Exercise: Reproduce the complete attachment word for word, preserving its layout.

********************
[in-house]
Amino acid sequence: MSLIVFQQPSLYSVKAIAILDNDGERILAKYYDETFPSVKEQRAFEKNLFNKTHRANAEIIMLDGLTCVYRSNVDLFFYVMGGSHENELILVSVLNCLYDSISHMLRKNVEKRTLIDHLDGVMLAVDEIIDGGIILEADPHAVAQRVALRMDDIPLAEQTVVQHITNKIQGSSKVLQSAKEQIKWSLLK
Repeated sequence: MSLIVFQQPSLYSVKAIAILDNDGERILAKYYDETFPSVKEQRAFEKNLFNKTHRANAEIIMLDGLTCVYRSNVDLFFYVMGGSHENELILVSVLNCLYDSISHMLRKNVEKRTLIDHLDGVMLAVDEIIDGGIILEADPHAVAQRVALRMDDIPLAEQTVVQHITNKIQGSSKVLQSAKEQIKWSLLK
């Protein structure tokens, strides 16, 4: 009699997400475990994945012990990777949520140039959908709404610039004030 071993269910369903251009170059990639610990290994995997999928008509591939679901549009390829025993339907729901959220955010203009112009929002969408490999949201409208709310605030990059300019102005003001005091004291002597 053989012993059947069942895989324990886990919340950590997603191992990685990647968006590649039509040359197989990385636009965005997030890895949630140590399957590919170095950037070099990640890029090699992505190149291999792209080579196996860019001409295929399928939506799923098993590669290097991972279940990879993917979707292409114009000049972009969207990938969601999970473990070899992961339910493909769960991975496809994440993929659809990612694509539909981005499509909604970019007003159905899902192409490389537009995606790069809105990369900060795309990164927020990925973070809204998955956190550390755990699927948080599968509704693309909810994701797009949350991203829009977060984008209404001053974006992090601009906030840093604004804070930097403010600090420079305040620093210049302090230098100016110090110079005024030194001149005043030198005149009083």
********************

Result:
[in-house]
Amino acid sequence: MSLIVFQQPSLYSVKAIAILDNDGERILAKYYDETFPSVKEQRAFEKNLFNKTHRANAEIIMLDGLTCVYRSNVDLFFYVMGGSHENELILVSVLNCLYDSISHMLRKNVEKRTLIDHLDGVMLAVDEIIDGGIILEADPHAVAQRVALRMDDIPLAEQTVVQHITNKIQGSSKVLQSAKEQIKWSLLK
Repeated sequence: MSLIVFQQPSLYSVKAIAILDNDGERILAKYYDETFPSVKEQRAFEKNLFNKTHRANAEIIMLDGLTCVYRSNVDLFFYVMGGSHENELILVSVLNCLYDSISHMLRKNVEKRTLIDHLDGVMLAVDEIIDGGIILEADPHAVAQRVALRMDDIPLAEQTVVQHITNKIQGSSKVLQSAKEQIKWSLLK
């Protein structure tokens, strides 16, 4: 009699997400475990994945012990990777949520140039959908709404610039004030 071993269910369903251009170059990639610990290994995997999928008509591939679901549009390829025993339907729901959220955010203009112009929002969408490999949201409208709310605030990059300019102005003001005091004291002597 053989012993059947069942895989324990886990919340950590997603191992990685990647968006590649039509040359197989990385636009965005997030890895949630140590399957590919170095950037070099990640890029090699992505190149291999792209080579196996860019001409295929399928939506799923098993590669290097991972279940990879993917979707292409114009000049972009969207990938969601999970473990070899992961339910493909769960991975496809994440993929659809990612694509539909981005499509909604970019007003159905899902192409490389537009995606790069809105990369900060795309990164927020990925973070809204998955956190550390755990699927948080599968509704693309909810994701797009949350991203829009977060984008209404001053974006992090601009906030840093604004804070930097403010600090420079305040620093210049302090230098100016110090110079005024030194001149005043030198005149009083």